In Part 10 of her Editing 101 series on The Story Reading Ape, Susan Uttendorfsky discuses the need for authors to plan for how they want their intellectual property handled in the event of their death..

Chris The Story Reading Ape's Blog

Originally posted as the Dun Writin’—Now Whut? series on this blog, EDITING 101 is a weekly refresher series for some of you and brand new for others.

Courtesy of Adirondack Editing

What Happens When You Die?

Wait, wait, don’t run away.

This is not a religious post.

This is a practical, necessary discussion about your writing, your books, your accounts, etc., when you bite the dust.

It’s going to happen to all of us, sooner or later, and writers have additional details to worry about—or their heirs and estates, if the writers don’t address it. What happens to your copyright? What happens to your accounts? Who can keep selling your books? There are lots of questions to answer, and it’s best if you think about it ahead of time. You’ve learned a lot through your journey of writing, publishing, and marketing. How many years did it take you to get where you…

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EDITING 101: 09 – Cutting “ly” Adverbs and Enhancing Scenes… (LINKS RQD from 06)

In Part 9 of her Editing 101 series on the The Story Reading Ape’s blog, Susan Uttendorfsky talks about cutting “ly” adverbs from our manuscripts, which will enhance scenes and add to the word count. “Rover sniffed excitedly, hot on the trail” or “Rover threw his head in the air and barked as he turned toward me, indicating that I should follow. At my first step he tore off ahead, sniffing the ground and wagging his tail, hot on the trail of the killer”? Head over and try your hand at rewriting one of Susan’s easy-way-out sentences…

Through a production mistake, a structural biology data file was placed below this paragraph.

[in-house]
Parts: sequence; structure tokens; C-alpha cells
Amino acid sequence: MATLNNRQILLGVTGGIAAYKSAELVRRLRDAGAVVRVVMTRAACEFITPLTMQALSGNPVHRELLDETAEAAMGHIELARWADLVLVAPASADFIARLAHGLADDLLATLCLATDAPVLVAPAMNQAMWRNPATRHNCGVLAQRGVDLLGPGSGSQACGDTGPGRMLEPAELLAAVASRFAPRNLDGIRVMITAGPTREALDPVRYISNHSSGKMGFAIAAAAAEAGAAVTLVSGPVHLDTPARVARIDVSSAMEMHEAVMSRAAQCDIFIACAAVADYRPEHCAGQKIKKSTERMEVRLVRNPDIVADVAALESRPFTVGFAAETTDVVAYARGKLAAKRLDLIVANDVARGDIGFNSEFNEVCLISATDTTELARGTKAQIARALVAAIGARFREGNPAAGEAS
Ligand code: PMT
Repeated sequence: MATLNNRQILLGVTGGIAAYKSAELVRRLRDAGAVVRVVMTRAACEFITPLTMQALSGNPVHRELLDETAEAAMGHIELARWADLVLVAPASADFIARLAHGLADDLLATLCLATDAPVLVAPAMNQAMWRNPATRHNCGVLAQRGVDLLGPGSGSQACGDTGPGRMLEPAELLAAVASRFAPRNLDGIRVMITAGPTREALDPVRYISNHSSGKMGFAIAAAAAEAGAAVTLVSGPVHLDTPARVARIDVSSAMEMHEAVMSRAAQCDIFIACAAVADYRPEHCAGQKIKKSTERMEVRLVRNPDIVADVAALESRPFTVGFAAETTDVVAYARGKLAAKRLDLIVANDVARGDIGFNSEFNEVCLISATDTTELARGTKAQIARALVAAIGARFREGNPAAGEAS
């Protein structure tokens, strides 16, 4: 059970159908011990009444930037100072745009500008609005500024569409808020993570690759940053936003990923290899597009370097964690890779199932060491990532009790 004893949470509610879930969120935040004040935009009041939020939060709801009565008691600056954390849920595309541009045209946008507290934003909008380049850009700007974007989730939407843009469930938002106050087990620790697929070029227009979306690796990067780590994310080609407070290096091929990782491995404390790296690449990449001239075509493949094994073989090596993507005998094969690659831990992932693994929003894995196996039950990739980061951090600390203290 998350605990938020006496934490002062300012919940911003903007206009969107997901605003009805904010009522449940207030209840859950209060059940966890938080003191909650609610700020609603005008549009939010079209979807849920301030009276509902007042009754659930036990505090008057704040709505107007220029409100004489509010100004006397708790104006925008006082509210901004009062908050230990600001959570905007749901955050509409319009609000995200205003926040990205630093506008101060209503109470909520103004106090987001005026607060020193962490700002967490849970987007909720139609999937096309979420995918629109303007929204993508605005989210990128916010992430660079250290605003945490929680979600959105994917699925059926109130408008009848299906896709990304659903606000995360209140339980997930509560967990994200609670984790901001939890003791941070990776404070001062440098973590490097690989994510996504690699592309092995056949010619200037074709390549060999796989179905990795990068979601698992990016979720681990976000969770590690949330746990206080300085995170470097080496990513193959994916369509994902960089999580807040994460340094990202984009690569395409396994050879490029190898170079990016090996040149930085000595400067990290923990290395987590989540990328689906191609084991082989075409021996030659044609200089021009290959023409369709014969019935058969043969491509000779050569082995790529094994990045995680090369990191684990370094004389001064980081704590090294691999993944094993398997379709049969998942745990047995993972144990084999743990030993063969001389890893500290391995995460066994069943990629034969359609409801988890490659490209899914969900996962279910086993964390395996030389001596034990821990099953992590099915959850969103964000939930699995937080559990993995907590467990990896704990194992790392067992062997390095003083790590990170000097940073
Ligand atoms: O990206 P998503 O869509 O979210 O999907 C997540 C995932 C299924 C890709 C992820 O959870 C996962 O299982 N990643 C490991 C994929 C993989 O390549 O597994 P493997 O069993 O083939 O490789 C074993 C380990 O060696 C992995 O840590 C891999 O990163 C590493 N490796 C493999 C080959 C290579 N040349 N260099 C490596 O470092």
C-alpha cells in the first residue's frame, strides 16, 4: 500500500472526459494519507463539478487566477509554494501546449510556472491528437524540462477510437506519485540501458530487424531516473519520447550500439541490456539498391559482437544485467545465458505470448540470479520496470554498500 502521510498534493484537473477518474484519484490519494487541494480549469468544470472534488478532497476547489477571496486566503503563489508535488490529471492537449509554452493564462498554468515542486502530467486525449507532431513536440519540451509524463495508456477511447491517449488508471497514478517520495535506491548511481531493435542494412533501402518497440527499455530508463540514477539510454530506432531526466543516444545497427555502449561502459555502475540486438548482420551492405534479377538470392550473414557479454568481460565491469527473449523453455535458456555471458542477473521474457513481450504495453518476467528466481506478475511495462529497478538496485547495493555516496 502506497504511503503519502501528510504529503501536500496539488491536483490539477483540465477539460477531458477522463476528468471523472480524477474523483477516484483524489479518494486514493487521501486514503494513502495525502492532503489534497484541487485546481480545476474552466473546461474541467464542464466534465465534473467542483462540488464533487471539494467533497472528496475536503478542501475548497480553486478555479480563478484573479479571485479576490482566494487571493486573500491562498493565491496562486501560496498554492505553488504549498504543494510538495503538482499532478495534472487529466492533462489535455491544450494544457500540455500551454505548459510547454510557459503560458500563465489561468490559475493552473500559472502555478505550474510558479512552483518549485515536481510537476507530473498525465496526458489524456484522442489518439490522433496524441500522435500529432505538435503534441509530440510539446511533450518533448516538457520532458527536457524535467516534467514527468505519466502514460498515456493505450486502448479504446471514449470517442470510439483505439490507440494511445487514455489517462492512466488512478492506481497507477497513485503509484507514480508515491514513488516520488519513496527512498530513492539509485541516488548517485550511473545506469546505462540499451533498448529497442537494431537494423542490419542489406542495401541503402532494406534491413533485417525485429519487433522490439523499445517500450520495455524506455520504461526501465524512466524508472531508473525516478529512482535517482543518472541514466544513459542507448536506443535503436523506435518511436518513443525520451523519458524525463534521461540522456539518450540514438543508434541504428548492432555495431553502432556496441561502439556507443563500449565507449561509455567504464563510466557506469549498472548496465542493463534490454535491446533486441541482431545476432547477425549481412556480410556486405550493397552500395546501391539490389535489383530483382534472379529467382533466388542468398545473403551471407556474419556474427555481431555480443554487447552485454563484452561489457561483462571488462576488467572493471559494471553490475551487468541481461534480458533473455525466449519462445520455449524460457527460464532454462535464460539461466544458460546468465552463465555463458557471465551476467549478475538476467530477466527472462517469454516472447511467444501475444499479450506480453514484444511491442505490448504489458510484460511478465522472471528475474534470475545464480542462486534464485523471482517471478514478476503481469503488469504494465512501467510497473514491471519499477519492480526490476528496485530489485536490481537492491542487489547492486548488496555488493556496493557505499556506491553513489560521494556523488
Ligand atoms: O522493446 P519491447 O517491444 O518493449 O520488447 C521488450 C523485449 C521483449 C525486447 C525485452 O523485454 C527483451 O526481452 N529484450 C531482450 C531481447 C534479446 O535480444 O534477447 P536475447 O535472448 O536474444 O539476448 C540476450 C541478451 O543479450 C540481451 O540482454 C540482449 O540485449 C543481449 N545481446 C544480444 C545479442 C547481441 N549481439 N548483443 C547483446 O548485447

Chris The Story Reading Ape's Blog

Originally posted as the Dun Writin’—Now Whut? series on this blog, EDITING 101 is a weekly refresher series for some of you and brand new for others.

Courtesy of Adirondack Editing

Cutting “ly” Adverbs and Enhancing Scenes

Good morning, proactive, hands-on self-editors! Are you ready for your next task?

In EDITING 101: 03 ‘THAT’s the Problem in Revising’, we talked about cutting out individual words and decreasing word count. I told you then we’d talk further about more cutting, but in a way which would increase your word count. That’s what will happen when you cut out “ly” adverbs.

First off, why are “ly” adverbs so horrible? They’re not. Yes, you heard me right—they’re a perfectly legitimate part of English and their appropriate use is not prohibited. Let me state it another way:

  • It’s ok to use “ly” adverbs!

I think she’s really gone off the deep end this time, Chris. Honestly…